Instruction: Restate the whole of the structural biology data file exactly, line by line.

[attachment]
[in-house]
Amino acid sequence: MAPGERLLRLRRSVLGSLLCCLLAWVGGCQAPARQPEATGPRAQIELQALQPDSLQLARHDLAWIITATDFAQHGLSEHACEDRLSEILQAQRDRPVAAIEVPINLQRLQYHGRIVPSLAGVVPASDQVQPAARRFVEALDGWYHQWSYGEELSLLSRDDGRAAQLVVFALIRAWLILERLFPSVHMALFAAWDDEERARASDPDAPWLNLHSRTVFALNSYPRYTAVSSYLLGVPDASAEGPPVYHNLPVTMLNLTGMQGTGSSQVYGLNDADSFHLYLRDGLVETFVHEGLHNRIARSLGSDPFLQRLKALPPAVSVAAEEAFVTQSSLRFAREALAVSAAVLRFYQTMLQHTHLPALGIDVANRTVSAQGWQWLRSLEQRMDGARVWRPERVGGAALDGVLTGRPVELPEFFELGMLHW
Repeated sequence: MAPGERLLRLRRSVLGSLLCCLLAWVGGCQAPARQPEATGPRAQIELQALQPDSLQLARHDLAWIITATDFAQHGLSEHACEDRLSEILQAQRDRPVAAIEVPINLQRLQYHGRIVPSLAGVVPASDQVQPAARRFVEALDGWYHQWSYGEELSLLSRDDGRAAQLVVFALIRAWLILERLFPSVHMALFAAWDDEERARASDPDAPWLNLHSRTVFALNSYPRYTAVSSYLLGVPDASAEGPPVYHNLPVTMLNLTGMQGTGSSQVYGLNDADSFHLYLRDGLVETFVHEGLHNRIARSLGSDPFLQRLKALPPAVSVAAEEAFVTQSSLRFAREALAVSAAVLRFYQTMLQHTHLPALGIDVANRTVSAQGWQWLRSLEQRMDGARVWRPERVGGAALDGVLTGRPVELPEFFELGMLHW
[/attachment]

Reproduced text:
[in-house]
Amino acid sequence: MAPGERLLRLRRSVLGSLLCCLLAWVGGCQAPARQPEATGPRAQIELQALQPDSLQLARHDLAWIITATDFAQHGLSEHACEDRLSEILQAQRDRPVAAIEVPINLQRLQYHGRIVPSLAGVVPASDQVQPAARRFVEALDGWYHQWSYGEELSLLSRDDGRAAQLVVFALIRAWLILERLFPSVHMALFAAWDDEERARASDPDAPWLNLHSRTVFALNSYPRYTAVSSYLLGVPDASAEGPPVYHNLPVTMLNLTGMQGTGSSQVYGLNDADSFHLYLRDGLVETFVHEGLHNRIARSLGSDPFLQRLKALPPAVSVAAEEAFVTQSSLRFAREALAVSAAVLRFYQTMLQHTHLPALGIDVANRTVSAQGWQWLRSLEQRMDGARVWRPERVGGAALDGVLTGRPVELPEFFELGMLHW
Repeated sequence: MAPGERLLRLRRSVLGSLLCCLLAWVGGCQAPARQPEATGPRAQIELQALQPDSLQLARHDLAWIITATDFAQHGLSEHACEDRLSEILQAQRDRPVAAIEVPINLQRLQYHGRIVPSLAGVVPASDQVQPAARRFVEALDGWYHQWSYGEELSLLSRDDGRAAQLVVFALIRAWLILERLFPSVHMALFAAWDDEERARASDPDAPWLNLHSRTVFALNSYPRYTAVSSYLLGVPDASAEGPPVYHNLPVTMLNLTGMQGTGSSQVYGLNDADSFHLYLRDGLVETFVHEGLHNRIARSLGSDPFLQRLKALPPAVSVAAEEAFVTQSSLRFAREALAVSAAVLRFYQTMLQHTHLPALGIDVANRTVSAQGWQWLRSLEQRMDGARVWRPERVGGAALDGVLTGRPVELPEFFELGMLHW